Sound is vibration. It is created by the movement of a sound source. It travels through air (or another medium) by the movement of air molecules. It is captured with a receiver (a microphone or our ears) by the movement of a diaphragm.
Sound is a signal because there is information in these vibrations. When a person is speaking, vibrations carry the content of the speaker’s message. When a guitar is played, vibrations from the strings carry information about the melody and rhythm of the performance.
There are several important characteristics of these vibrations. The rate at which these vibrations occur is called a signal’s frequency. The strength at which these vibrations occur is called a signal’s amplitude. These concepts will be explored in much greater detail in subsequent posts.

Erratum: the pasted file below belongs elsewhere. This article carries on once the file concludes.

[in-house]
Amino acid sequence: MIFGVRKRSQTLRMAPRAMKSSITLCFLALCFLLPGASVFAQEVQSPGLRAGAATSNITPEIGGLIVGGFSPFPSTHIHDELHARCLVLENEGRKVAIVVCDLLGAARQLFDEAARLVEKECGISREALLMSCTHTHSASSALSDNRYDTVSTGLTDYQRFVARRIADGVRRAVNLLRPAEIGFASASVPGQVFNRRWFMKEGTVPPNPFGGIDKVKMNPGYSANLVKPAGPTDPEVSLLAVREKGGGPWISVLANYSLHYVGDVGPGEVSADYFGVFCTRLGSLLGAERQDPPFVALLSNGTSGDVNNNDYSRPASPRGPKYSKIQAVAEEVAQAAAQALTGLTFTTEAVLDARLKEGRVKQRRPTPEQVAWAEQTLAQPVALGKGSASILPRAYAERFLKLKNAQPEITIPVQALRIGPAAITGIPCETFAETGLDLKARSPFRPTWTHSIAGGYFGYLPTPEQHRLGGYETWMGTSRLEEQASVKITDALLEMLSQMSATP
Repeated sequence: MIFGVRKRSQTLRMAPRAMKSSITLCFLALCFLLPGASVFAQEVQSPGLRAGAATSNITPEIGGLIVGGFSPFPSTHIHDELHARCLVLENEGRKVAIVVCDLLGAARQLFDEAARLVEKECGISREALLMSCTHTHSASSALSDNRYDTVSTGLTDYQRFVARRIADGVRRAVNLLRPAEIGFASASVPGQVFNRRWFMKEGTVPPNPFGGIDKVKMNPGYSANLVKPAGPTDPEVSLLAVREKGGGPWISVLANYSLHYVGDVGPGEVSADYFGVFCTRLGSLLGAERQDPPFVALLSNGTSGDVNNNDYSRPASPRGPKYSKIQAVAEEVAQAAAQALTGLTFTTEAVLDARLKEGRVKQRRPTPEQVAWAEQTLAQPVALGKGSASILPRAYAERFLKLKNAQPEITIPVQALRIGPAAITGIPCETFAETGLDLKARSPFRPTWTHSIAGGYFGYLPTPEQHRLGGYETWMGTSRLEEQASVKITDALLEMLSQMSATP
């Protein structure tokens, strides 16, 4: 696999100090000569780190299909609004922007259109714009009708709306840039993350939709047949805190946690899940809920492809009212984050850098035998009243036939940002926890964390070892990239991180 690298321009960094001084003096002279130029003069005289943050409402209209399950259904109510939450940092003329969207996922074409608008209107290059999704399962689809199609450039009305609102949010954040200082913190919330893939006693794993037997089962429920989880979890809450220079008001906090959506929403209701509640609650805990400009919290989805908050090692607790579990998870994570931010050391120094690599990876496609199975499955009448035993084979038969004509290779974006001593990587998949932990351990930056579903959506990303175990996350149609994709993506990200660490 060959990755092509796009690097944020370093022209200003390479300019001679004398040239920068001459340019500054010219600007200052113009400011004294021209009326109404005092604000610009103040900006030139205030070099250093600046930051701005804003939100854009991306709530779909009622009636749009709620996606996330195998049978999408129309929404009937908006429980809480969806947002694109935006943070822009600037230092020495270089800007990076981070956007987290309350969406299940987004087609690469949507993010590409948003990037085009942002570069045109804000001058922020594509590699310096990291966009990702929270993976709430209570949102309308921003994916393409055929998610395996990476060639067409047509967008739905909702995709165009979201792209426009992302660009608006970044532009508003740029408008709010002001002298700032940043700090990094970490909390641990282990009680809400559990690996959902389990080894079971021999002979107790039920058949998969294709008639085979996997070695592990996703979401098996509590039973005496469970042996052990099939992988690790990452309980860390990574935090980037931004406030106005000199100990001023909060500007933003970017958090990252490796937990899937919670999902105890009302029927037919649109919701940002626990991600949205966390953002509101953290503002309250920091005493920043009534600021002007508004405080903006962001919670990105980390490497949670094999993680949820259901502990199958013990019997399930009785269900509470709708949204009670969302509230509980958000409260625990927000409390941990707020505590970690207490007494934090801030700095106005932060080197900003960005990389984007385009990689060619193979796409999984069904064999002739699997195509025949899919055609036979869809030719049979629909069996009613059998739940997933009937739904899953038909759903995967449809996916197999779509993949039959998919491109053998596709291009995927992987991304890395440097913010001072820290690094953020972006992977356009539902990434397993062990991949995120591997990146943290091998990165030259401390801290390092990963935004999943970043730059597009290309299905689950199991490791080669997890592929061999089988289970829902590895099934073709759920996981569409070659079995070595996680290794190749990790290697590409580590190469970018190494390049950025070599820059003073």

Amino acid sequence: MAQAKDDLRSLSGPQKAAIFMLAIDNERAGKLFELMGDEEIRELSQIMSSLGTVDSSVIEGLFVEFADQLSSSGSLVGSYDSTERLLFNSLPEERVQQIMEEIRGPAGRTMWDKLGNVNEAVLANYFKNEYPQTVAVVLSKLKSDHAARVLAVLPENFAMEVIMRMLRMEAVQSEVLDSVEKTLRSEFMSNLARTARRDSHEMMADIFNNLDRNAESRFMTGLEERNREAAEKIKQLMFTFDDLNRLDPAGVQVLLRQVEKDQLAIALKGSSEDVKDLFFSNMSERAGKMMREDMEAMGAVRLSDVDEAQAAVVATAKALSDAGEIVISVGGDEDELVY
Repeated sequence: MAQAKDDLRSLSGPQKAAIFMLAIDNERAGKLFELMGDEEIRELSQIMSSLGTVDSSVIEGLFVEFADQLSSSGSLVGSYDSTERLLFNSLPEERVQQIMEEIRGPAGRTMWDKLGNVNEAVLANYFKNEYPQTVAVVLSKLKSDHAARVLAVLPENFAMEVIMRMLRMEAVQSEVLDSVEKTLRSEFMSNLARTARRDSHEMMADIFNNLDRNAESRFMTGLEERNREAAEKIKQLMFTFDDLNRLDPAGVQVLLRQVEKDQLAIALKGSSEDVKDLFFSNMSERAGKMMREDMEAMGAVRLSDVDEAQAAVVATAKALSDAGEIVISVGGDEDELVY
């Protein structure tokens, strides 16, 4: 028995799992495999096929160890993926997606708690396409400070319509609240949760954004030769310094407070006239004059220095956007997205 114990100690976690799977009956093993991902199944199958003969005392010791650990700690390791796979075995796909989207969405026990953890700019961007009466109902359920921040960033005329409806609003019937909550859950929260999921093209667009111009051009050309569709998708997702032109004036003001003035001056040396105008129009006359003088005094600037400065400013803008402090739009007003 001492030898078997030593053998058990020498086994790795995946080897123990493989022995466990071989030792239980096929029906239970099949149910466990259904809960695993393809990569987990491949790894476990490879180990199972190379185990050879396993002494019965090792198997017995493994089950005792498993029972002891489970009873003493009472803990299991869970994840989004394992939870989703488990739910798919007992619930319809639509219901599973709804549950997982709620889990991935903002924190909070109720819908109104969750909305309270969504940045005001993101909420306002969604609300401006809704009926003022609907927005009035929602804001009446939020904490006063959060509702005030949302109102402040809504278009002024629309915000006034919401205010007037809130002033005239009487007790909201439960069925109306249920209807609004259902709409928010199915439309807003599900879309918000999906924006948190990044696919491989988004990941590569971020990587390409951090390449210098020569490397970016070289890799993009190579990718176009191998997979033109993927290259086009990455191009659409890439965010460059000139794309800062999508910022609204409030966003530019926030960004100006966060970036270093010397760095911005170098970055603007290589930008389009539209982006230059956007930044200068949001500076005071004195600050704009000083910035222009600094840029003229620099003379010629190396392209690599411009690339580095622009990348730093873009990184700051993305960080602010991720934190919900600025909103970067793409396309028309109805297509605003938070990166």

Audio (as a term) is more general than sound. Audio includes signals traveling as sound vibrations, and it also includes various other forms these signals can take.
As an example, a microphone converts a sound signal into an electric signal. The electric signal is still an audio signal, but it is not a sound signal. Audio signals can also take on the form of magnetic particles aligned on analog tape.
For our purposes, we will be primarily working with a digital representation of audio signals. This is a special form of audio based on discrete measurements of a signal.
Next, let’s have a look at how an audio signal can be represented digitally.
Here are some additional links about sound and vibration: